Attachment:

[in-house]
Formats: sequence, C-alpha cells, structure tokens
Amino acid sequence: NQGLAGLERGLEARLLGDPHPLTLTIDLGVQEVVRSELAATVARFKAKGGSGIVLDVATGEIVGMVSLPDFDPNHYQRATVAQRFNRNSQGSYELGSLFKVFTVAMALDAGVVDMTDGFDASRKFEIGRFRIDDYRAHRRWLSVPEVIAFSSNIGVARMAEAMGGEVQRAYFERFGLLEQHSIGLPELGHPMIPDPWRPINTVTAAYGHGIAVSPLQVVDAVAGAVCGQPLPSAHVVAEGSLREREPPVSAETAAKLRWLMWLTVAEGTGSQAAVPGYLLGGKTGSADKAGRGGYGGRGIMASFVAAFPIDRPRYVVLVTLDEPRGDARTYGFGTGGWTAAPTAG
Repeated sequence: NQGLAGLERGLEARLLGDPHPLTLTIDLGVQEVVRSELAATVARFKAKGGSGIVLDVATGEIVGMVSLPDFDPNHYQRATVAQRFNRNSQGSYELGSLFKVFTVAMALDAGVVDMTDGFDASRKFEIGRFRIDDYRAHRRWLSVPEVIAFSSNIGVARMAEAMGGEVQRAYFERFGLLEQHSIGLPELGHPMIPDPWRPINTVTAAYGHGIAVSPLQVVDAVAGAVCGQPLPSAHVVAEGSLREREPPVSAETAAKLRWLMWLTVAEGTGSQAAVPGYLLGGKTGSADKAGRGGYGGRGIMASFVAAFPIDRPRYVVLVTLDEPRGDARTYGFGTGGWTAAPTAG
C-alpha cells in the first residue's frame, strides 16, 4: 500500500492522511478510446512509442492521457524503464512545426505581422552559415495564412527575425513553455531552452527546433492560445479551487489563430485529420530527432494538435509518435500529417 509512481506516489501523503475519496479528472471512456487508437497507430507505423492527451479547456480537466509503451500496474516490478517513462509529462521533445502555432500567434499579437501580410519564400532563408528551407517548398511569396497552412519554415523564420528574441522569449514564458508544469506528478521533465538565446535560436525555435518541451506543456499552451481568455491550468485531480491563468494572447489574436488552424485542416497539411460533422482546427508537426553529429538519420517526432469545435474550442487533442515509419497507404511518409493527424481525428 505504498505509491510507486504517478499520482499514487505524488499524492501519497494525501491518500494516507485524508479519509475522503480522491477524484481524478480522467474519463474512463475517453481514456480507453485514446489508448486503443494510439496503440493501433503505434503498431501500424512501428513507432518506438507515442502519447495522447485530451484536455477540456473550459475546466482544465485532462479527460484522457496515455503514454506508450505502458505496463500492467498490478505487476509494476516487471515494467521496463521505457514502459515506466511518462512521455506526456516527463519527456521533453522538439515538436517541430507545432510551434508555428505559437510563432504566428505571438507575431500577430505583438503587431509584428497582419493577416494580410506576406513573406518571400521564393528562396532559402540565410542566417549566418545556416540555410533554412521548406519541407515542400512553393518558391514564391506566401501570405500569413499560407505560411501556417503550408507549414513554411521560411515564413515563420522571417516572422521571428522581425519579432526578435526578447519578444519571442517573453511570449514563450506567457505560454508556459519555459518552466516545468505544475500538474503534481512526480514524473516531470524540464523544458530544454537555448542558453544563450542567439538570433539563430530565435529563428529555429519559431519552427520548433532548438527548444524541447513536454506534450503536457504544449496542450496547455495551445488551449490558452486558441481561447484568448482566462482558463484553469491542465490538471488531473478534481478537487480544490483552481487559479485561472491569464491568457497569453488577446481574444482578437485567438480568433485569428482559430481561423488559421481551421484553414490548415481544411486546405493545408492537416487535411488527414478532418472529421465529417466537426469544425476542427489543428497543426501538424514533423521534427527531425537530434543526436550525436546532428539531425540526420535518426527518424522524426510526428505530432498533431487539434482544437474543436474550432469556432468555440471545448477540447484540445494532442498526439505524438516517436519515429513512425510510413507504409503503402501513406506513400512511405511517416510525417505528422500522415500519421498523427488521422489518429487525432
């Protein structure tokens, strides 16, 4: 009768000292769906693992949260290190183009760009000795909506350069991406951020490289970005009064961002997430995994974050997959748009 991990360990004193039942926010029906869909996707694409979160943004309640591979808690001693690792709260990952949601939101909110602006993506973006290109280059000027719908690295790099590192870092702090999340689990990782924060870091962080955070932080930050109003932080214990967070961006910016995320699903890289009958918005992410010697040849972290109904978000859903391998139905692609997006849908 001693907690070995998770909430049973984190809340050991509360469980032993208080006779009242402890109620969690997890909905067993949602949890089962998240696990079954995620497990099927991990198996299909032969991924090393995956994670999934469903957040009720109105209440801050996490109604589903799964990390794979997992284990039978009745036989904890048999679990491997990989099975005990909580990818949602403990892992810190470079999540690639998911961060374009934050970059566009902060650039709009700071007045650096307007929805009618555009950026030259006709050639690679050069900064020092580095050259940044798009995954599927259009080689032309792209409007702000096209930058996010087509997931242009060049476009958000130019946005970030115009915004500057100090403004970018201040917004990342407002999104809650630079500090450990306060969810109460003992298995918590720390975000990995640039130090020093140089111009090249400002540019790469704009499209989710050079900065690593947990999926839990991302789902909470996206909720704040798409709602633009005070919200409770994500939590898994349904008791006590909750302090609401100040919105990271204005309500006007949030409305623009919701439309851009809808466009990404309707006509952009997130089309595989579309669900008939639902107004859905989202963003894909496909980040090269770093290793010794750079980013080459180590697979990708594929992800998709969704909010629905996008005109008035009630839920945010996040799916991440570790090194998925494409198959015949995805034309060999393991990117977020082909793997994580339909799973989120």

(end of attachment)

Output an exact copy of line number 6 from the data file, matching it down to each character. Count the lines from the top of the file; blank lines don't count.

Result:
């Protein structure tokens, strides 16, 4: 009768000292769906693992949260290190183009760009000795909506350069991406951020490289970005009064961002997430995994974050997959748009 991990360990004193039942926010029906869909996707694409979160943004309640591979808690001693690792709260990952949601939101909110602006993506973006290109280059000027719908690295790099590192870092702090999340689990990782924060870091962080955070932080930050109003932080214990967070961006910016995320699903890289009958918005992410010697040849972290109904978000859903391998139905692609997006849908 001693907690070995998770909430049973984190809340050991509360469980032993208080006779009242402890109620969690997890909905067993949602949890089962998240696990079954995620497990099927991990198996299909032969991924090393995956994670999934469903957040009720109105209440801050996490109604589903799964990390794979997992284990039978009745036989904890048999679990491997990989099975005990909580990818949602403990892992810190470079999540690639998911961060374009934050970059566009902060650039709009700071007045650096307007929805009618555009950026030259006709050639690679050069900064020092580095050259940044798009995954599927259009080689032309792209409007702000096209930058996010087509997931242009060049476009958000130019946005970030115009915004500057100090403004970018201040917004990342407002999104809650630079500090450990306060969810109460003992298995918590720390975000990995640039130090020093140089111009090249400002540019790469704009499209989710050079900065690593947990999926839990991302789902909470996206909720704040798409709602633009005070919200409770994500939590898994349904008791006590909750302090609401100040919105990271204005309500006007949030409305623009919701439309851009809808466009990404309707006509952009997130089309595989579309669900008939639902107004859905989202963003894909496909980040090269770093290793010794750079980013080459180590697979990708594929992800998709969704909010629905996008005109008035009630839920945010996040799916991440570790090194998925494409198959015949995805034309060999393991990117977020082909793997994580339909799973989120």